Is Windows 8 dysfunctional?
In a recently published article Jakob Nielsen thoroughly trashes Windows 8.
This is not your typical Windows vs. Mac vs. Linux argument. There are no attacks on the security flaws, stability or even cost of the operating system. This assault is directed at the area for which Nielsen is famous: usability.
Windows 8, he states, is full of, “hidden features, reduced discoverability, cognitive overhead from dual environments, and reduced power from a single-window UI and low information density”. The changes in the OS have been so drastic that 12 experienced Windows users that Nielsen asked to review the UI had trouble navigating the software to perform even seemingly simple tasks.
And the reason for such a drastic shift in how Windows looks? “Resting on familiar is the way to mediocrity,” said Jensen Harris, director of program management for the Windows User Experience Team.
In my opinion, Microsoft went overboard on trying to be cool. Coolness was the de facto marketing push for Apple products. The Mac UI was cool, the iPhone was a big hit because it was much cooler than the Blackberry and the iPad brought techno-cool to a whole new level. People like cool and it showed because in the mobile marketplace, Apple dominates and Microsoft is struggling to keep up. So instead of working on their mobile line, they made changes to the one thing where they do dominate.
Cool vs. Usable
Those of you who are familiar with Mr. Nielsen know that he favors design that makes something easy to use, over and above everything else. Check out his website to see what I mean:
While this site might take you back to a time when flannel shirts and grunge were in style, you can’t argue the fact that this site is easy to navigate. There is nothing to distract a visitor from finding exactly what he or she is looking for.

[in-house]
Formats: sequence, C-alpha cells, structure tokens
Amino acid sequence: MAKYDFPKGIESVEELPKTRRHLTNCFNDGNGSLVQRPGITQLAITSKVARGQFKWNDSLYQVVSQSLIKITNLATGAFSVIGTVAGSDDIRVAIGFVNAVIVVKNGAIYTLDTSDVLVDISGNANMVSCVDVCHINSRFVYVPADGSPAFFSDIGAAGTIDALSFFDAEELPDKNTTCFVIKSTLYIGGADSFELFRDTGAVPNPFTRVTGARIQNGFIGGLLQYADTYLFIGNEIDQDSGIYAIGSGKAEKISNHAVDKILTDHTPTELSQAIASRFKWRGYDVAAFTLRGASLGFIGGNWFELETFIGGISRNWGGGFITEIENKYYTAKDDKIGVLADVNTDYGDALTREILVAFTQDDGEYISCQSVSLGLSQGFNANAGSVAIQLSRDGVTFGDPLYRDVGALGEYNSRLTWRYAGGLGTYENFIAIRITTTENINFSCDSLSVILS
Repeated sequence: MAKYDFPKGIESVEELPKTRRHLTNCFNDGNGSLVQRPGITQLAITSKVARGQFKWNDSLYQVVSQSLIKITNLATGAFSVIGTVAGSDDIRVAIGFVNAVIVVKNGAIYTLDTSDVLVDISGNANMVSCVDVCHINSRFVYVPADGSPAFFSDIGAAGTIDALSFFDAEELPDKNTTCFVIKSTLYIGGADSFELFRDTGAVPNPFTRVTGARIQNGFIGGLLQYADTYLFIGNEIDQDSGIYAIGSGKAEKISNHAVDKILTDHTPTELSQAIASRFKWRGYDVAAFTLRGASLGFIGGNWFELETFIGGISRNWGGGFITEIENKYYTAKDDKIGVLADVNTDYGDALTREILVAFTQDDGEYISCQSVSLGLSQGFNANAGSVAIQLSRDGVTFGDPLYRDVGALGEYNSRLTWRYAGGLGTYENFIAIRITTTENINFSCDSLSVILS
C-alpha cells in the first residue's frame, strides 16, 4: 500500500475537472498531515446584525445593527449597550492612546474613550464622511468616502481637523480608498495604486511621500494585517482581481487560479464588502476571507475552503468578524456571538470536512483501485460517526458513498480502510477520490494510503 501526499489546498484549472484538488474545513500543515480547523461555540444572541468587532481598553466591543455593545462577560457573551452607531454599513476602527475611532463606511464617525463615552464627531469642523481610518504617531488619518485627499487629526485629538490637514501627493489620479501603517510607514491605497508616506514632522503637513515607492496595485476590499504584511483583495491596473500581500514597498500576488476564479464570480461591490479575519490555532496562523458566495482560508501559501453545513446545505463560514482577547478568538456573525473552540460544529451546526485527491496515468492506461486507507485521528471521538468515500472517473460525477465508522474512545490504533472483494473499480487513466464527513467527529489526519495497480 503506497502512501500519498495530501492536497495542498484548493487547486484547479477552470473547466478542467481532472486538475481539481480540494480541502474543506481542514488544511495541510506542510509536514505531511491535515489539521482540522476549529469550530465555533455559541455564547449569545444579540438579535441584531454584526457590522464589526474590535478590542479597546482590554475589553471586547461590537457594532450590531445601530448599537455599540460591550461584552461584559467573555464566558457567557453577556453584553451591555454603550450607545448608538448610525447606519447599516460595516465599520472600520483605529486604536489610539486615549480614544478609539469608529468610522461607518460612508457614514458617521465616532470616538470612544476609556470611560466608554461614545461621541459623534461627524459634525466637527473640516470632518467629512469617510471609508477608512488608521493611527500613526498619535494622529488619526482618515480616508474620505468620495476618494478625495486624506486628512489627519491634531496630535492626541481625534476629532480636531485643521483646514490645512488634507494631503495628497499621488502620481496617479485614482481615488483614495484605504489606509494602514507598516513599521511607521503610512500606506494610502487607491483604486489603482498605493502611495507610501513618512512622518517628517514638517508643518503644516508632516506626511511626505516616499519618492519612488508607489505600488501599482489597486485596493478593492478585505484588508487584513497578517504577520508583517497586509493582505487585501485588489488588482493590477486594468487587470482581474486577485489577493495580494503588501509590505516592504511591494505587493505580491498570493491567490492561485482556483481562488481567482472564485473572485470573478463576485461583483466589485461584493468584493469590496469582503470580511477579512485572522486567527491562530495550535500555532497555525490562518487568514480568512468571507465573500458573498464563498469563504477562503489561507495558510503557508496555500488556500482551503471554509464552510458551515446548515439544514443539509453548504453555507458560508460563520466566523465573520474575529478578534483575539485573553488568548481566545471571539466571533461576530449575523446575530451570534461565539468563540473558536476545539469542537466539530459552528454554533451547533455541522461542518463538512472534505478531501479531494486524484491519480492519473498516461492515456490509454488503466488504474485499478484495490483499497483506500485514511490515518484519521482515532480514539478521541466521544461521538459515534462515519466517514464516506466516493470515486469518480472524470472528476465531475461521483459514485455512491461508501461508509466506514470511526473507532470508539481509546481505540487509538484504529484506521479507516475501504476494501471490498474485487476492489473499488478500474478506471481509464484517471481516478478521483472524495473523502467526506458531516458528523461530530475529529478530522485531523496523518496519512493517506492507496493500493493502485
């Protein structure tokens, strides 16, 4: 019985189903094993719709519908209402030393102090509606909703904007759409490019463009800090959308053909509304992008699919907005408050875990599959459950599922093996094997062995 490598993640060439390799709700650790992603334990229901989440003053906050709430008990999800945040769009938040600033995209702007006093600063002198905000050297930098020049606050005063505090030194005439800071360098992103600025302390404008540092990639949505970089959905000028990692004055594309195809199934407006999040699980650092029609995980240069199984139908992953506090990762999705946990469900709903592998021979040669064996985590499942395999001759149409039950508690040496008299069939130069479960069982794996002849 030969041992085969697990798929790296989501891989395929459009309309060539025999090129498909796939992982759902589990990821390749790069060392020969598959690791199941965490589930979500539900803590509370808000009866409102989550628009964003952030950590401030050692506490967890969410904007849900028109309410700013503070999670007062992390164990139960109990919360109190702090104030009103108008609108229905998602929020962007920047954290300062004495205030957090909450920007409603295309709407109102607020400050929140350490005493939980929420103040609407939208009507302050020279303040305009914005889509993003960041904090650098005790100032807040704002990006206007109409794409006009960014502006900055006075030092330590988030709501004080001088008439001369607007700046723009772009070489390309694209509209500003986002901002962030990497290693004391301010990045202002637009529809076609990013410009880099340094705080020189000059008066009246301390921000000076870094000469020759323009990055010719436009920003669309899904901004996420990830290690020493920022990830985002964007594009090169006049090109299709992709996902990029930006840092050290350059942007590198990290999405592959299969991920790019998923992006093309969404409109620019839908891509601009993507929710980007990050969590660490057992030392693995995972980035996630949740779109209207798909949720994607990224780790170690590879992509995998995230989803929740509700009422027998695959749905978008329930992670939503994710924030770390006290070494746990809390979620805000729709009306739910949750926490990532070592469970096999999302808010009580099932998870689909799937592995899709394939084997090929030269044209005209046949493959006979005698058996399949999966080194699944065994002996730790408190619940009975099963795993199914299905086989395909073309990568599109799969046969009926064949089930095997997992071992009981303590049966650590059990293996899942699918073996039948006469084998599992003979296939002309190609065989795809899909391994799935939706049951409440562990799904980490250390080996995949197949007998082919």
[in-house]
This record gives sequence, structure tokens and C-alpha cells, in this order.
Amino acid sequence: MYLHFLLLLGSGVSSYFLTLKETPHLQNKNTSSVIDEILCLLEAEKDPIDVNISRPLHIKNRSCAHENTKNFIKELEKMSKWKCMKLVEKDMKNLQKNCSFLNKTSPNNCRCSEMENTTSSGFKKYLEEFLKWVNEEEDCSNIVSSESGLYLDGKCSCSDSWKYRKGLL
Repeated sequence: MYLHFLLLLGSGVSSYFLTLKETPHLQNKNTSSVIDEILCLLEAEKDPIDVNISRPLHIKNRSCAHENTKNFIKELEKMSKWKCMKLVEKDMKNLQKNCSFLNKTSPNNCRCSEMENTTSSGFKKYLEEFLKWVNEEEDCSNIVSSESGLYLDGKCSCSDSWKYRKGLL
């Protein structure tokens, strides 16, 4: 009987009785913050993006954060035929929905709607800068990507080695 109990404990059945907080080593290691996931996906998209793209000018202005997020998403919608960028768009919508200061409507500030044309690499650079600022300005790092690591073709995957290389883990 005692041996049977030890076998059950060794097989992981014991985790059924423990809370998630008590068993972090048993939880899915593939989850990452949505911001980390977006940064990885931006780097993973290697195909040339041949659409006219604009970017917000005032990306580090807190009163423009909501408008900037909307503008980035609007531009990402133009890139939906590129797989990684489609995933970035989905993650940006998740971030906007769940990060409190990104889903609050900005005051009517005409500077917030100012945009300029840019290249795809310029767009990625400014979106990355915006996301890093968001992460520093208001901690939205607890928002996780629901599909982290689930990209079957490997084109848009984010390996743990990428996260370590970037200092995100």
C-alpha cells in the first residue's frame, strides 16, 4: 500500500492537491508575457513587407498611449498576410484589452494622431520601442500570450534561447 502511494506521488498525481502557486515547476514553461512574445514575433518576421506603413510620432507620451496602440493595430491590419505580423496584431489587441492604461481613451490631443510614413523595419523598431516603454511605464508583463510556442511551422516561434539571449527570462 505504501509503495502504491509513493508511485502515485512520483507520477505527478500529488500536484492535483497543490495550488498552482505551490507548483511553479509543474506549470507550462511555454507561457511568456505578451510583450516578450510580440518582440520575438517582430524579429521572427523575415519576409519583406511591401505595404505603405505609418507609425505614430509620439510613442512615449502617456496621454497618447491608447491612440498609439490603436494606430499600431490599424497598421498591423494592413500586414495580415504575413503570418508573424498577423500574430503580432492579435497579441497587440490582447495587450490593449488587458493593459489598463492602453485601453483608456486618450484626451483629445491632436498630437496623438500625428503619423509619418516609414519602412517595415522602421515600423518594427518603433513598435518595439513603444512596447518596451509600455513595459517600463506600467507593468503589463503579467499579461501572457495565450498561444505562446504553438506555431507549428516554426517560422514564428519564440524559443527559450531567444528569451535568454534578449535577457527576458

But is this really what users want? Absolutely not; users want to be engaged and drawn in, and the UI is what does that.
There is no doubt that Windows 8 looks great. It captures your interest, but it’s weak in two important areas:
- Lack of consistency
- Lack of simplicity
If people can’t easily find what they are looking for and they can’t find it each time they are looking, they are going to look somewhere else.
When it comes to design, these two principles are important. You see, Windows 8 users are locked into their product. Most of them won’t opt for something else due to cost, comfort or compliance restrictions.
Visitors to a web site, that’s a different story. They will quickly hit the back button if they can’t find what they need. It doesn’t matter if the site raises their coolness factor by 100% and gets them a guest spot on the Jersey Shore. If they can’t achieve what they came to the site for, they will leave.
Does this mean everything you design has to look like it was hand-coded back in the Nineties? Absolutely not; in fact Nielsen’s own business website offers a bit more flair, maybe not fifteen pieces but enough to engage potential clients:
Is Jakob Nielsen right about Windows 8 or is he full of hot air? How do you create a balance between catchy design and usability in your work? Let us know in the comments.
Featured image/thumbnail, uses broken window image via Shutterstock.